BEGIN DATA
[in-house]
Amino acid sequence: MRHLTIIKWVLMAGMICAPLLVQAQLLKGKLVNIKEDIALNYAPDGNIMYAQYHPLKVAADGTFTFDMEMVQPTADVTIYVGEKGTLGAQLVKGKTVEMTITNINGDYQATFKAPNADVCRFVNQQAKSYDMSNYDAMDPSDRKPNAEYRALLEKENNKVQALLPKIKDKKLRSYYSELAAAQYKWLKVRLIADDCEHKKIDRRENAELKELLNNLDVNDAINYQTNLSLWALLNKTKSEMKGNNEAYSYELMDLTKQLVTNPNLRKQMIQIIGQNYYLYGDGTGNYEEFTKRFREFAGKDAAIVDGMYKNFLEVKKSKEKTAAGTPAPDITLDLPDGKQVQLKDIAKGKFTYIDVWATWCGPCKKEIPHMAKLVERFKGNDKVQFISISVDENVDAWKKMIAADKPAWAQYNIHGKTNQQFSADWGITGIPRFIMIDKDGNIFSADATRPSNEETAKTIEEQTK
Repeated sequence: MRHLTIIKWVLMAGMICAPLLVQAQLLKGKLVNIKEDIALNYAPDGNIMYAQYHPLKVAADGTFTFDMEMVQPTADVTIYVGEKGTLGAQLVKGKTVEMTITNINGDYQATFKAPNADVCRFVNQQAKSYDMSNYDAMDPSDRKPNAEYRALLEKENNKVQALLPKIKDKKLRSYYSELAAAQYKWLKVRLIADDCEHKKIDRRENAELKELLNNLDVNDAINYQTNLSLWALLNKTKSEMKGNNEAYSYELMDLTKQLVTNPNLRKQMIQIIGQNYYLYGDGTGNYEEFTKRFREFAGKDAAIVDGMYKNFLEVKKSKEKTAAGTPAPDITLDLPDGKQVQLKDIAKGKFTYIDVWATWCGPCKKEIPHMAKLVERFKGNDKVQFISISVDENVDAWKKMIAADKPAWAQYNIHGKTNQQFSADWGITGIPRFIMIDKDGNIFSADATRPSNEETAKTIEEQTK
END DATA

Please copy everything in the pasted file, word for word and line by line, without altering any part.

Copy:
[in-house]
Amino acid sequence: MRHLTIIKWVLMAGMICAPLLVQAQLLKGKLVNIKEDIALNYAPDGNIMYAQYHPLKVAADGTFTFDMEMVQPTADVTIYVGEKGTLGAQLVKGKTVEMTITNINGDYQATFKAPNADVCRFVNQQAKSYDMSNYDAMDPSDRKPNAEYRALLEKENNKVQALLPKIKDKKLRSYYSELAAAQYKWLKVRLIADDCEHKKIDRRENAELKELLNNLDVNDAINYQTNLSLWALLNKTKSEMKGNNEAYSYELMDLTKQLVTNPNLRKQMIQIIGQNYYLYGDGTGNYEEFTKRFREFAGKDAAIVDGMYKNFLEVKKSKEKTAAGTPAPDITLDLPDGKQVQLKDIAKGKFTYIDVWATWCGPCKKEIPHMAKLVERFKGNDKVQFISISVDENVDAWKKMIAADKPAWAQYNIHGKTNQQFSADWGITGIPRFIMIDKDGNIFSADATRPSNEETAKTIEEQTK
Repeated sequence: MRHLTIIKWVLMAGMICAPLLVQAQLLKGKLVNIKEDIALNYAPDGNIMYAQYHPLKVAADGTFTFDMEMVQPTADVTIYVGEKGTLGAQLVKGKTVEMTITNINGDYQATFKAPNADVCRFVNQQAKSYDMSNYDAMDPSDRKPNAEYRALLEKENNKVQALLPKIKDKKLRSYYSELAAAQYKWLKVRLIADDCEHKKIDRRENAELKELLNNLDVNDAINYQTNLSLWALLNKTKSEMKGNNEAYSYELMDLTKQLVTNPNLRKQMIQIIGQNYYLYGDGTGNYEEFTKRFREFAGKDAAIVDGMYKNFLEVKKSKEKTAAGTPAPDITLDLPDGKQVQLKDIAKGKFTYIDVWATWCGPCKKEIPHMAKLVERFKGNDKVQFISISVDENVDAWKKMIAADKPAWAQYNIHGKTNQQFSADWGITGIPRFIMIDKDGNIFSADATRPSNEETAKTIEEQTK